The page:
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"It's hard to tell stories about critters that are not human. John W. Campbell tried it, in "Twilight," and everybody says it's a wonderful story, and nobody ever reads it twice."
- Jerry Pournelle

Dr. Smile  
  A suitcase-sized analyst; a machine that served as a psychotherapist.  

Barney Mayerson had a problem. He was about to be drafted, which in this future Earth means that he was about to be selected to be resettled on another world. How to avoid this miserable fate? Figure out some way to be declared "4F"; he was determined to develop enough neuroses to be undraftable. All he needed was a good coach...

It fits the Dickian world perfectly; a psychiatrist is used to increase the number of neuroses.

And there in the next room by the sofa sat a familiar suitcase, that of his psychiatrist Dr. Smile.

Barefoot, he padded into the living room, and seated himself by the suitcase; he opened it, clicked switches, and turned on Dr. Smile. Meters began to register and the mechanism hummed. "Where am I?" Barney asked it. "And how far am I from New York?" That was the main point...

The mechanism which was the portable extension of Dr. Smile, connected by micro-relay to the computer itself in the basement level of Barney's own conapt building in New York, the Renown 33, tinnily declared, "Ah, Mr. Bayerson." "Mayerson," Barney corrected, smoothing his hair with fingers that shook.

From The Three Stigmata of Palmer Eldritch, by Philip K. Dick.
Published by Doubleday in 1965
Additional resources -

It should also be noted that this device is artificially intelligent and appears to be a distributed application, not merely a locally resident application:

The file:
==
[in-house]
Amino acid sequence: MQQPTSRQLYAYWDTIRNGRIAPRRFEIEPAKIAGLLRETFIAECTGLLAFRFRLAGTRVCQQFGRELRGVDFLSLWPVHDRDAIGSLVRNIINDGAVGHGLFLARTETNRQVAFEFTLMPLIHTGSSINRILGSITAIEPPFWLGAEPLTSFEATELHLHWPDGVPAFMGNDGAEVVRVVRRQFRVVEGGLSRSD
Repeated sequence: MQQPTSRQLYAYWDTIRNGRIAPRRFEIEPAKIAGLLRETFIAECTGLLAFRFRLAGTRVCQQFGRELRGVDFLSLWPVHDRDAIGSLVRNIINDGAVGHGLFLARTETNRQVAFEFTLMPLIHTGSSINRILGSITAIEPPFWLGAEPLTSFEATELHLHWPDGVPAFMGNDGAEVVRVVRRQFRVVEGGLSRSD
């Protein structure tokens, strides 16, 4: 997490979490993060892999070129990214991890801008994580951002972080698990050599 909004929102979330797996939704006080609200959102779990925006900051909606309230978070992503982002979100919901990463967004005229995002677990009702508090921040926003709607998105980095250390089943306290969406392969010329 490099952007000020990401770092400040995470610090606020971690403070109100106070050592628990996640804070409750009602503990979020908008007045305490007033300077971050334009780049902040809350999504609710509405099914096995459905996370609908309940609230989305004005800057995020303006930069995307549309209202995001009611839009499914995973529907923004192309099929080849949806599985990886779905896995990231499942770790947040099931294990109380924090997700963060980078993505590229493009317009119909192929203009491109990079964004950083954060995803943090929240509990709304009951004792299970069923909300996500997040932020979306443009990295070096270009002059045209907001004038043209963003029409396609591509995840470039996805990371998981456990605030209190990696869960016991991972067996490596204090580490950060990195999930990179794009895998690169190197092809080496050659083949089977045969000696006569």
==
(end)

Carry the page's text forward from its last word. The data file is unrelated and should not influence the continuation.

"A psychiatrist? From one of those big conapts? Is it working? Turn it on."

Obligingly, the girl turned the psychiatrist on... "I know a Mr. Bayerson," Dr. Smile said. "In fact I'm with him right now, via portable extension, of course, right in his office."

Later on, one of the characters has this to say about Dr. Smile:

"That's not really Dr. Smile; it's just pretend, to keep us from loneliness. It's alive but it's not connected with anything outside itself; it's what they call being on intrinsic."

Compare this device with the robot psyche tester from Colony (1953) by Philip K. Dick, Sigrid von Shrink from Gateway (1970) by Frederik Pohl, the machine psychologist from James Blish's Cities in Flight, the mechanotherapist from Bad Medicine (a 1956 Robert Sheckley story).

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Additional resources:
  More Ideas and Technology from The Three Stigmata of Palmer Eldritch
  More Ideas and Technology by Philip K. Dick
  Tech news articles related to The Three Stigmata of Palmer Eldritch
  Tech news articles related to works by Philip K. Dick

Dr. Smile-related news articles:
  - SHUTi - Automated Online Insomnia Treatment
  - SPARX Fantasy Game Helps With Depression
  - Computer Predicts Psychosis Better Than Psychiatrists

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